Plaintiffs and Corizon agree that some level of confidentiality for Riner's testimony will not undermine plaintiffs' interest in hearing her testimony and determining its value for themselves. Plaintiffs correctly point out that the stringent confidentiality measures Corizon proposes run afoul of the, law's general disfavor of secret judicial proceedings and records. See doc. 146 at 12; F.T.C. v. Abbvie Prods. LLC, 713 F.3d 54, 62 (11th Cir. 2013) (“The common-law right of access establishes a general presumption that criminal and civil actions should be conducted publicly . . . .” (quotes, alterations, and cite omitted)); see also, e.g., S.D. Ga. L. Civ. R. 79.7(d) (noting the “presumption of openness [of court records] is derived from the First Amendment”). Since the parties were unable to resolve this difficulty on their own, the Court will do it for them.

         The parties, and any person privy to the substance of Riner's testimony, are DIRECTED to maintain that information in confidence until 14 days after the transcripts are served. If any party (or Riner) objects that the testimony elicited is outside the scope of permissible discovery (and thus subject to her confidentiality obligations), they may move the Court to order that that portion of the transcript remain confidential, and should the deposition be filed of record, that the confidential portion be sealed, pursuant to Local Rule 79.7 (Sealed Documents). If no party makes such a motion within 14 days, the confidentiality obligations expire and the transcripts, if filed, shall be unsealed. If such a motion is filed, the parties privy to that testimony shall keep it confidential until further Order from the Court. This procedure will enable the Court to resolve any dispute about the confidentiality of Riner's testimony without its premature disclosure.[5]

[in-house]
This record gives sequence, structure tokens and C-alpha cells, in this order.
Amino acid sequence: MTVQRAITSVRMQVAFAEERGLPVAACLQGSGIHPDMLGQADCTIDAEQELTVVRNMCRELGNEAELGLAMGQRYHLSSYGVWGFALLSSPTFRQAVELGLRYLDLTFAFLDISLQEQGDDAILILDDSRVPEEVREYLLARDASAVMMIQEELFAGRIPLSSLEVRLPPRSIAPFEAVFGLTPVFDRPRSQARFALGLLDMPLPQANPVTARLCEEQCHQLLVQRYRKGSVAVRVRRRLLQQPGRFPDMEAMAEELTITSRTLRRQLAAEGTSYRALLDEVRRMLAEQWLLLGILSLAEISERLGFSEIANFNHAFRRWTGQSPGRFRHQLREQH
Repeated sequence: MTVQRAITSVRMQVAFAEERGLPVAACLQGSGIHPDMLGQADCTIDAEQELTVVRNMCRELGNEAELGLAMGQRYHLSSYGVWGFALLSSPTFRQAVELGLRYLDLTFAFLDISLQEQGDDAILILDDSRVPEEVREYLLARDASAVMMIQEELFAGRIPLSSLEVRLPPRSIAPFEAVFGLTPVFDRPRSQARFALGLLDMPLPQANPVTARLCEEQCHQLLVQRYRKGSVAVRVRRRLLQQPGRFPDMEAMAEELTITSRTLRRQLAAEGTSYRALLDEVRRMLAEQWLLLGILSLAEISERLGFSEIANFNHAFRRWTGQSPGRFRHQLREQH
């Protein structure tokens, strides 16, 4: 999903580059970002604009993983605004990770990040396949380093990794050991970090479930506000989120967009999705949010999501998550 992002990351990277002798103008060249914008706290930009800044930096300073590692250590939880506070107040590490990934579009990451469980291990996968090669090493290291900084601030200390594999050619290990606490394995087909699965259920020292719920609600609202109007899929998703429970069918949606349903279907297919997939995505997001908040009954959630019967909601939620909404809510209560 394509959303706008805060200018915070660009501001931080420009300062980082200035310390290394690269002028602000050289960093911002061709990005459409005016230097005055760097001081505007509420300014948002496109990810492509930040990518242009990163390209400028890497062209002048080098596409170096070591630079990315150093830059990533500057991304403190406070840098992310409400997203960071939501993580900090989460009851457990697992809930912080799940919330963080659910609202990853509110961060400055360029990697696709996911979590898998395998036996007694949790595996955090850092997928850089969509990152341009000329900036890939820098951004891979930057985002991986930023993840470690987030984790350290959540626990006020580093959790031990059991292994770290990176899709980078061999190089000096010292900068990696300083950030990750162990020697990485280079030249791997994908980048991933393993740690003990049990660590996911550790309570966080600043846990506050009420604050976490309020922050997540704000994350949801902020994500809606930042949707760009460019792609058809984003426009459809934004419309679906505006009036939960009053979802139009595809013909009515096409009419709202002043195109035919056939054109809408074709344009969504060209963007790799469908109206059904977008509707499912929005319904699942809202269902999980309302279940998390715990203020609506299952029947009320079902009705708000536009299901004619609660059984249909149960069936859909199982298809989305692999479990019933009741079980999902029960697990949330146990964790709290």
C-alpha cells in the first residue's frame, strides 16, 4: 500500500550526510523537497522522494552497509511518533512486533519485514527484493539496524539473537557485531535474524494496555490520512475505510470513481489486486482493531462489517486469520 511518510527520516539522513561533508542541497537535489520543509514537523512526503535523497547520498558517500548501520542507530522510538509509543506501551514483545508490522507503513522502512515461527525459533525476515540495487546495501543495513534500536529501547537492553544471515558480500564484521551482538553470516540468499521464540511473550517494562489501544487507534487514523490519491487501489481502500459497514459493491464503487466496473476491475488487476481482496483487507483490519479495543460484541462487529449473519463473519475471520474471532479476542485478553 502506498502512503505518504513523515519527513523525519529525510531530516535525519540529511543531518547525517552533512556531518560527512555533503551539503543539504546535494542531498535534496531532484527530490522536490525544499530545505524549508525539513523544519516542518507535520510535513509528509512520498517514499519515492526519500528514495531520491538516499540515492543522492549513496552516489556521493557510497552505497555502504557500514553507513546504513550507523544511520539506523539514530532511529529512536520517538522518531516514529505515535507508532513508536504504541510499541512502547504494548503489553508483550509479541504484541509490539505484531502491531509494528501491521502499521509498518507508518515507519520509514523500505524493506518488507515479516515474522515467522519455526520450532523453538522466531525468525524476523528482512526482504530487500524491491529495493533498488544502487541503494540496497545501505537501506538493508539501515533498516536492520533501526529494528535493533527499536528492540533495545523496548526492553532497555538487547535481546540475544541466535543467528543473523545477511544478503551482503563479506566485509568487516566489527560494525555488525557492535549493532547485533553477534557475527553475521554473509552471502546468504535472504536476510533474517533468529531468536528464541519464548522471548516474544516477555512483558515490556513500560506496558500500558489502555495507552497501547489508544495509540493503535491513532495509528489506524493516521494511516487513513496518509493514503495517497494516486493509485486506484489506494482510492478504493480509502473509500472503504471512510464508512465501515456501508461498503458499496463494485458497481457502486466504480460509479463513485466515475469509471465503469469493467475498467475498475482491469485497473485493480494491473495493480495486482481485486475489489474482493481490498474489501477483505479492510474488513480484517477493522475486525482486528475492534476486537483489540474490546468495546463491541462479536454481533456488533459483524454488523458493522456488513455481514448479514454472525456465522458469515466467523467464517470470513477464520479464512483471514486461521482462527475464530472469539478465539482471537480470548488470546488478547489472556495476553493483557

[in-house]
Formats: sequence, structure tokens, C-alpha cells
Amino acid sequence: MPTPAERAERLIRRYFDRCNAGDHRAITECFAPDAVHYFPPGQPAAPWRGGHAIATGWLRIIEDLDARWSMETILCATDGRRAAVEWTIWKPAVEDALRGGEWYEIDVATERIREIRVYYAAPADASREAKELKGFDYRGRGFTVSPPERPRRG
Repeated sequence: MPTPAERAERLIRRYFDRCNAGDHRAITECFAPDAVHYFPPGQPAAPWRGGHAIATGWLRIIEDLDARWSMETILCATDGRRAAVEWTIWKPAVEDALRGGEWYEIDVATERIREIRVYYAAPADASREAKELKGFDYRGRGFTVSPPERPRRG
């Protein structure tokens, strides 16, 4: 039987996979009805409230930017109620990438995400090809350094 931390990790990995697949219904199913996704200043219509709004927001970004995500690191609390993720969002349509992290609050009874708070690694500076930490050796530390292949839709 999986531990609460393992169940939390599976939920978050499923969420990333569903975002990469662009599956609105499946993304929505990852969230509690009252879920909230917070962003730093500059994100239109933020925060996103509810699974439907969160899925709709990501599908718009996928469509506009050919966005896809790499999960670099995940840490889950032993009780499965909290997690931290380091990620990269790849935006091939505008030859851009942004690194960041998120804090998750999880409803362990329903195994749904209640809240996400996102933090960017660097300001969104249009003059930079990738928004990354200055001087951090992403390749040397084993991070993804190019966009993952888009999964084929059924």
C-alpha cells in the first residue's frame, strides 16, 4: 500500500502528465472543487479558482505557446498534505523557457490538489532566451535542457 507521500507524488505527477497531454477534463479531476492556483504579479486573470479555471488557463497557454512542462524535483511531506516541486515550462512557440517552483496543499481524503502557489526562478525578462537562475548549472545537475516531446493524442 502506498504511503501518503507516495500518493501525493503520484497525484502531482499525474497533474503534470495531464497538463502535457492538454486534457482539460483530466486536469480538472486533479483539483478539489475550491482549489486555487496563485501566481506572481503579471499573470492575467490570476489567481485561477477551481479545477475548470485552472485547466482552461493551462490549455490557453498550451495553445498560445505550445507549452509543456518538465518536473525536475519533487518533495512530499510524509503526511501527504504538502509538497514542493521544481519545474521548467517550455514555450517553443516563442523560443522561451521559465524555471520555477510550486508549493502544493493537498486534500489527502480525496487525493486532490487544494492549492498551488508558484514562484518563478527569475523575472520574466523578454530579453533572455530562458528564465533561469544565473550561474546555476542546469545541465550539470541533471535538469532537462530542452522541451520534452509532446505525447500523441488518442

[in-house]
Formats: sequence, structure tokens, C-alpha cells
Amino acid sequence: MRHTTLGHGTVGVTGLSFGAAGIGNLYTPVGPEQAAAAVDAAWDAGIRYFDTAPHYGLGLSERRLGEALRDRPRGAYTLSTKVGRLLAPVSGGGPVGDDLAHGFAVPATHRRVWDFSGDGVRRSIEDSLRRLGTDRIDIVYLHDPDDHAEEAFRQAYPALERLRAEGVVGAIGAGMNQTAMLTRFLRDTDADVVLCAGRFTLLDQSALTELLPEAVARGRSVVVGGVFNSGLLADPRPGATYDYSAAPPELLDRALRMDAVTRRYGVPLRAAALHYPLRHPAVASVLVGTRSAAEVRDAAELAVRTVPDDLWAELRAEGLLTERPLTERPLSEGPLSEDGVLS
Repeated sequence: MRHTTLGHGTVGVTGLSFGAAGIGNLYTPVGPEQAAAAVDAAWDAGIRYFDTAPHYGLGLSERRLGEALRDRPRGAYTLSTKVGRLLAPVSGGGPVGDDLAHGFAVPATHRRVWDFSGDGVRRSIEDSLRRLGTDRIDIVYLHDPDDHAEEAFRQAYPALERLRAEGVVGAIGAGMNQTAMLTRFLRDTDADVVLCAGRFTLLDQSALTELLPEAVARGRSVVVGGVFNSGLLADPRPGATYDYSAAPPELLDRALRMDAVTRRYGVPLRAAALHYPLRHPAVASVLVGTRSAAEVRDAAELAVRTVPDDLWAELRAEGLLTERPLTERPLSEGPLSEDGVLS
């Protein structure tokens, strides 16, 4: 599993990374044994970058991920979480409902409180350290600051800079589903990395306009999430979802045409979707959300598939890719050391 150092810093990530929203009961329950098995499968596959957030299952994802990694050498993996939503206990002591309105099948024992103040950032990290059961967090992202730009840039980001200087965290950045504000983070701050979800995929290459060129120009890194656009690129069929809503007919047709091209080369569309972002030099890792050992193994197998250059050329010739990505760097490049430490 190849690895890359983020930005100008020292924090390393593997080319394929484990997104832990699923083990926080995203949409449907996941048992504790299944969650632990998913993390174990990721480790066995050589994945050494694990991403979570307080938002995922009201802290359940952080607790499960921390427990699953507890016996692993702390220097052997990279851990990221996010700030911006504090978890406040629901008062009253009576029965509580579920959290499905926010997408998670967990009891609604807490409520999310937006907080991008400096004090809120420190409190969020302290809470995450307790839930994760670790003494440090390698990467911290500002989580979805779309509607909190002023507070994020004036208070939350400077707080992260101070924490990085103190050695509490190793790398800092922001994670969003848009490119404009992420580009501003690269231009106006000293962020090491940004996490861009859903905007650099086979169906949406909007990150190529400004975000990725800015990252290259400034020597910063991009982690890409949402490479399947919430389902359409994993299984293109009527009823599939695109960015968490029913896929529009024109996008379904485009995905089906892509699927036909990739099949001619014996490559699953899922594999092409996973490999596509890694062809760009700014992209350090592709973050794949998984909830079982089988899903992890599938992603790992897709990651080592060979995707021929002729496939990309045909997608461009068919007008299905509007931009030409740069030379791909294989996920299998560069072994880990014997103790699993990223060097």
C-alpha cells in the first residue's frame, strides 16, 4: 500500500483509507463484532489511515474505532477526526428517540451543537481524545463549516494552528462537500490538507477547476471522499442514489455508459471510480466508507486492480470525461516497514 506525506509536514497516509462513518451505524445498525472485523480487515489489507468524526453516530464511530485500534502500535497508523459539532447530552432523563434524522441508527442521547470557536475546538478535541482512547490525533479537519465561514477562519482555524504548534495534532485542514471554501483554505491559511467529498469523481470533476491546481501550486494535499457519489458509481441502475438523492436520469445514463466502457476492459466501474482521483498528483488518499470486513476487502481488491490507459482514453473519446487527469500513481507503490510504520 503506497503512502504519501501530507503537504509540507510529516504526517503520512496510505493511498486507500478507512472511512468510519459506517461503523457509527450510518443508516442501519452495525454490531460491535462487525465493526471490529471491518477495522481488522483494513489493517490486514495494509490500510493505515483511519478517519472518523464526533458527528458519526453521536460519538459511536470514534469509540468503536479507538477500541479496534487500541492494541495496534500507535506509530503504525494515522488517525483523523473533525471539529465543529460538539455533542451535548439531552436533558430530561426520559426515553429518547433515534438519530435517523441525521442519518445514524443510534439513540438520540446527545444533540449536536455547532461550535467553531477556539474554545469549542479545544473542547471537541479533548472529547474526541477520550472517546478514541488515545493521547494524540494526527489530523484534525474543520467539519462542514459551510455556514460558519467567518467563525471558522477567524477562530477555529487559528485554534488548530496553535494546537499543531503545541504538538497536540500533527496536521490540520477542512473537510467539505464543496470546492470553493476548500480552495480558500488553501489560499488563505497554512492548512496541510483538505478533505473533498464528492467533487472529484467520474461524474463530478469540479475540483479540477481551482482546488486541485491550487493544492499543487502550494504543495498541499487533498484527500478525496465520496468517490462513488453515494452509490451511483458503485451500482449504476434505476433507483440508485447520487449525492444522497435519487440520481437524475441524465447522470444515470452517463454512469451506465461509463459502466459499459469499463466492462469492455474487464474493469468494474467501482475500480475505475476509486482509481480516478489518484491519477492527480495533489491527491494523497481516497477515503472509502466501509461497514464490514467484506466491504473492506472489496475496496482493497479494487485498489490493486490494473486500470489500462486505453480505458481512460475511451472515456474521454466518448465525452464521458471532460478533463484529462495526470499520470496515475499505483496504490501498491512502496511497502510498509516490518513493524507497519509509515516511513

The Court, however, can neither provide Riner with a definitive interpretation of her agreement with Corizon nor indemnify her against suit. The Court may not issue advisory opinions. See, e.g., Thigpen v. Smith, 792 F.2d 1507, 1514 (11th Cir. 1986) (citation omitted) (Constitution's limitation of federal court's jurisdiction to “cases” and “controversies” implies that they “have no authority to issue advisory or hypothetical decisions.”). Riner's request for an interpretation of her own agreement and “protection” against a hypothetical future suit by Corizon seeks nothing less. She doesn't provide any authority, beyond the Court's broad discretion to control discovery, suggesting the Court has the power to issue the order she's requested in the context of a discovery dispute.[6] See doc. 151 at 3-4 (arguing “[t]he Court has wide latitude to fashion any remedy it wishes.”). Whether a procedure exists for her to seek a judicial determination of her potential liability is a question for her counsel, but this isn't it.[7]